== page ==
Now that the Super Bowl is finally over, everyone in Louisiana can finally focus on what matters most this time of year: Mardi Gras. Not to say that we here in Louisiana didn’t appreciate the media exposure, the economic boost in sales from tourists, and the semi-holiday this past weekend. But it’s Mardi Gras season, and that, above all else, has been permeating our minds and atmosphere since Twelfth Night (the 12th day after Christmas). Our bakeries have been churning out king cakes and our breweries have been concocting specialty brews just for Mardi Gras (just like most large breweries have seasonal ales to celebrate spring, summer, fall, and winter; Louisiana of course thinks that Mardi Gras rightfully has a spot as the fifth season). And finally, at long last, Mardi Gras weekend is nearly upon us!
The finishing touches have been put on the floats. The Carnival krewes have finished making their special prizes to hand out on the parade routes. The smell of boiling crawfish is in the air and one can hear the sound of marching bands blaring their way up St. Charles. Flambeau’s are getting ready to light their torches.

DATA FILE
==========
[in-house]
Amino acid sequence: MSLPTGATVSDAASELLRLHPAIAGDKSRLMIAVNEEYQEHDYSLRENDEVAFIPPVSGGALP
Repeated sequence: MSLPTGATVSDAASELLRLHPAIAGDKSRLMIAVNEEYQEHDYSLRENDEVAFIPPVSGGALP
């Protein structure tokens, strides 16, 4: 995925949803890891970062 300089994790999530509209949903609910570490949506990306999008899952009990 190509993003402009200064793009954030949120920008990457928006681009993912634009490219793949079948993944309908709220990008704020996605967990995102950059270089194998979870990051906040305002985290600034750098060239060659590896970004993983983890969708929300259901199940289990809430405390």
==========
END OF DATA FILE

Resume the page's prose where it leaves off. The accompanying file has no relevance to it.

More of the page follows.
If you’re in Acadiana, you’ll be getting ready for the Courir de Mardi Gras (fat Tuesday run). The capuchons (a cone-shaped ceremonial hat) will be donned along with other traditional costumes, horses will be mounted and led from door-to-door, asking for something for the community gumbo pot. Good luck to you if offered a chicken! I am sure that once you catch it, the chicken will make the gumbo that much better.
The tractors and trucks are getting fired up in Baton Rouge. Considered more family friend than the raucous New Orleans parades, you can be sure that the streets will be lined with parents and their children, with shouts of “Throw me somethin’, Mister!” ringing through the air.
In sum, Louisiana has gotten a 4 day breather because of the Super Bowl. We are all ready for Mardi Gras to kick back into high gear down here, to get back to our normal way of life. Luckily, Louisiana residents have such a common “joie de vivre” that a 4 day break from Mardi Gras for the Super Bowl has hardly seemed to faze us. But now the real celebration is about to get started. Finally, we are about getting back to what Louisiana does best this time of year – Mardi Gras.